“If I can fix America’s public schools, then I want to do what all other tenured professors in America do. Nothing!” ~Roland Fryer
RealClearPeople hope Roland G. Fryer, Jr., PhD, gets to join his other tenured colleagues one day soon. Dr. Fryer is a Labor Economist that wants every kid to have a shot at the American Dream and believes better public K-12 schools is the way to achieve it. In 2008, he became the youngest African American to ever receive tenure at Harvard University and followed that up with a prestigious MacArthur Fellowship in 2011. For the last few years he has been consistently mentioned as a candidate to receive the John Bates Clark Medal, which is awarded annually (in April) to the top American economist under age 40 (Fryer is 35).
In addition to teaching at Harvard, Fryer currently directs the Education Innovation Lab at Harvard where his research teams have conducted some of the more rigorous randomized studies of education interventions anywhere. In past studies, Fryer has examined several non-traditional methods of improving learning outcomes, such as paying children to learn. He found financial incentives a cost-effective, albeit politically controversial, method to improve performance (he says at one point he received death threats). That’s sad and unfortunate because some of the biggest gains in test scores occurred with kids that had a history of serious behavioral problems. For now though, Fryer has settled on more traditional methods of education reform after studying two high performing charter schools in NYC:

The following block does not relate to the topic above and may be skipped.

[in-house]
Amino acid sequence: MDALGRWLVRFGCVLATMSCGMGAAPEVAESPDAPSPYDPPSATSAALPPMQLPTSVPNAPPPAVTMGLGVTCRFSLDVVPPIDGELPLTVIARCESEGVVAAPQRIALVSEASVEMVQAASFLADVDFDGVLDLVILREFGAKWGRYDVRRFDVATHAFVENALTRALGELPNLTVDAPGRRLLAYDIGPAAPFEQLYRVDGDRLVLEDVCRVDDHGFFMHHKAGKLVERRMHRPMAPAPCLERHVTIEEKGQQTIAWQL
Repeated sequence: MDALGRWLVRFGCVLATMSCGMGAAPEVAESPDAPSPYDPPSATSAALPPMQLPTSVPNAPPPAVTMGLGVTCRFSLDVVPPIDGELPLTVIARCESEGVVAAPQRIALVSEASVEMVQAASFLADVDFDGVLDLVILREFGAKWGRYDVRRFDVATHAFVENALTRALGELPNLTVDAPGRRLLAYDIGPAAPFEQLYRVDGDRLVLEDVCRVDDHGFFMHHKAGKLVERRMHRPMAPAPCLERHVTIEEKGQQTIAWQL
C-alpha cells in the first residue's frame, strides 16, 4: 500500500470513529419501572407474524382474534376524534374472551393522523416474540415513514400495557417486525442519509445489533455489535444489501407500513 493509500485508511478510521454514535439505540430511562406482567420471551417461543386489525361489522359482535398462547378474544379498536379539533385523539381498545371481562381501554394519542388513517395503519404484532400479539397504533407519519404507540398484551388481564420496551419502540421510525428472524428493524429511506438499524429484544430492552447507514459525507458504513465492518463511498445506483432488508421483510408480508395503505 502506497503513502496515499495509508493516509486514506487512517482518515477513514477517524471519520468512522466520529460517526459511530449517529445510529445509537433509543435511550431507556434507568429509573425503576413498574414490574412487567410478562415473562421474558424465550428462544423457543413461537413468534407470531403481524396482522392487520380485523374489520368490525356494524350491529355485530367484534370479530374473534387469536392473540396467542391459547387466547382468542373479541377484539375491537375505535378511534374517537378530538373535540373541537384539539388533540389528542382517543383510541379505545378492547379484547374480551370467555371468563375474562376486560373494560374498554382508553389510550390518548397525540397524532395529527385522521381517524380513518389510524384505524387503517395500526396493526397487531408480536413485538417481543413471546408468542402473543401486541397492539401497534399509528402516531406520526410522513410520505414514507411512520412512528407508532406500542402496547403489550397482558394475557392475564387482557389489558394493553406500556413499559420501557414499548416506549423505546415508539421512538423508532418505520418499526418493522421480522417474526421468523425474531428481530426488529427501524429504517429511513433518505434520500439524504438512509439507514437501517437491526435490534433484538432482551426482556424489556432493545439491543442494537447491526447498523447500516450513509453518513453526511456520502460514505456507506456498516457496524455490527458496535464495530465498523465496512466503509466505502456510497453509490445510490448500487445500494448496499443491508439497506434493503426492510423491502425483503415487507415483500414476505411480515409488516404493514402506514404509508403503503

-longer school days;
-small group tutoring on basic skills for kids needing extra help;
-employ good teachers, and give them good feedback from attentive school leaders;
-students receive short assessment tests every few weeks rather than one big test at the end of the school year; and
-create a culture of high expectations.
These changes significantly improved 20 of the worst performing Houston, Texas public schools (no charters among them) in only one year, and he is now assisting Denver, Colorado public schools with their turnaround plan. Early results are positive.
Fryer believes we have no more excuses as a country for the failing state of our public schools since we have solutions to improve education outcomes. However, he wonders if we have the will to implement these solutions. You can find many more details in his presentation for the Ringling College Library Association Town Hall Lecture Series. Fryer is laugh out loud funny when presenting his work, but his approach is insanely serious. He is worth listening to for the full hour.